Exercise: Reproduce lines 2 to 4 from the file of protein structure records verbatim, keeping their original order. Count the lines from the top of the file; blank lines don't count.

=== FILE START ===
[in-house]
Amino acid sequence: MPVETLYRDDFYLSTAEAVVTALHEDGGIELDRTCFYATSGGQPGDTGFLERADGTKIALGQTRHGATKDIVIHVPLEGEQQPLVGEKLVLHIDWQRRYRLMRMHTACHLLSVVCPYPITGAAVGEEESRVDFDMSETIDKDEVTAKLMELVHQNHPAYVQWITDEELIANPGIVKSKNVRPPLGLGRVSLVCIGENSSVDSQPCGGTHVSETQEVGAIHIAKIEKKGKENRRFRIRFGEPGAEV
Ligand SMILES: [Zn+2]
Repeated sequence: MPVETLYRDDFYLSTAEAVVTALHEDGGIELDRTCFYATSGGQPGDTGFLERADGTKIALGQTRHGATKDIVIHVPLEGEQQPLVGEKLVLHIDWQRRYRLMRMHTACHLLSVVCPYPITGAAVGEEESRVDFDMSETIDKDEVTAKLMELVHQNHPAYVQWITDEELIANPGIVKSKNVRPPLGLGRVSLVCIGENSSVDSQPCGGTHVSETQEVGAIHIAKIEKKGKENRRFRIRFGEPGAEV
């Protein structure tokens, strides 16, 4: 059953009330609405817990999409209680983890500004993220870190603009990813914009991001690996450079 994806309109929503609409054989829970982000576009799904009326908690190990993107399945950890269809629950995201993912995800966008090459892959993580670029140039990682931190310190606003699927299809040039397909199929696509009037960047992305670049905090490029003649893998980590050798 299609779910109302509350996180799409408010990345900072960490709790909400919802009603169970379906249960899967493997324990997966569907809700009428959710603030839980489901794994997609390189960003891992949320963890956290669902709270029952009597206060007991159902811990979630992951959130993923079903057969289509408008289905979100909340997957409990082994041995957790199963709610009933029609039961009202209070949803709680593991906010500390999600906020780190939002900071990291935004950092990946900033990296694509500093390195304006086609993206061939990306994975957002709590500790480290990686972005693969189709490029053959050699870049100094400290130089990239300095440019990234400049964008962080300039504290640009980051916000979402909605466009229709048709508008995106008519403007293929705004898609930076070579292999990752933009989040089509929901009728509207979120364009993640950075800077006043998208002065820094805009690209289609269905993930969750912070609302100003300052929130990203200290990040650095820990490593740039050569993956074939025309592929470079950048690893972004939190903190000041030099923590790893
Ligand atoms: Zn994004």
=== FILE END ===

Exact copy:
Amino acid sequence: MPVETLYRDDFYLSTAEAVVTALHEDGGIELDRTCFYATSGGQPGDTGFLERADGTKIALGQTRHGATKDIVIHVPLEGEQQPLVGEKLVLHIDWQRRYRLMRMHTACHLLSVVCPYPITGAAVGEEESRVDFDMSETIDKDEVTAKLMELVHQNHPAYVQWITDEELIANPGIVKSKNVRPPLGLGRVSLVCIGENSSVDSQPCGGTHVSETQEVGAIHIAKIEKKGKENRRFRIRFGEPGAEV
Ligand SMILES: [Zn+2]
Repeated sequence: MPVETLYRDDFYLSTAEAVVTALHEDGGIELDRTCFYATSGGQPGDTGFLERADGTKIALGQTRHGATKDIVIHVPLEGEQQPLVGEKLVLHIDWQRRYRLMRMHTACHLLSVVCPYPITGAAVGEEESRVDFDMSETIDKDEVTAKLMELVHQNHPAYVQWITDEELIANPGIVKSKNVRPPLGLGRVSLVCIGENSSVDSQPCGGTHVSETQEVGAIHIAKIEKKGKENRRFRIRFGEPGAEV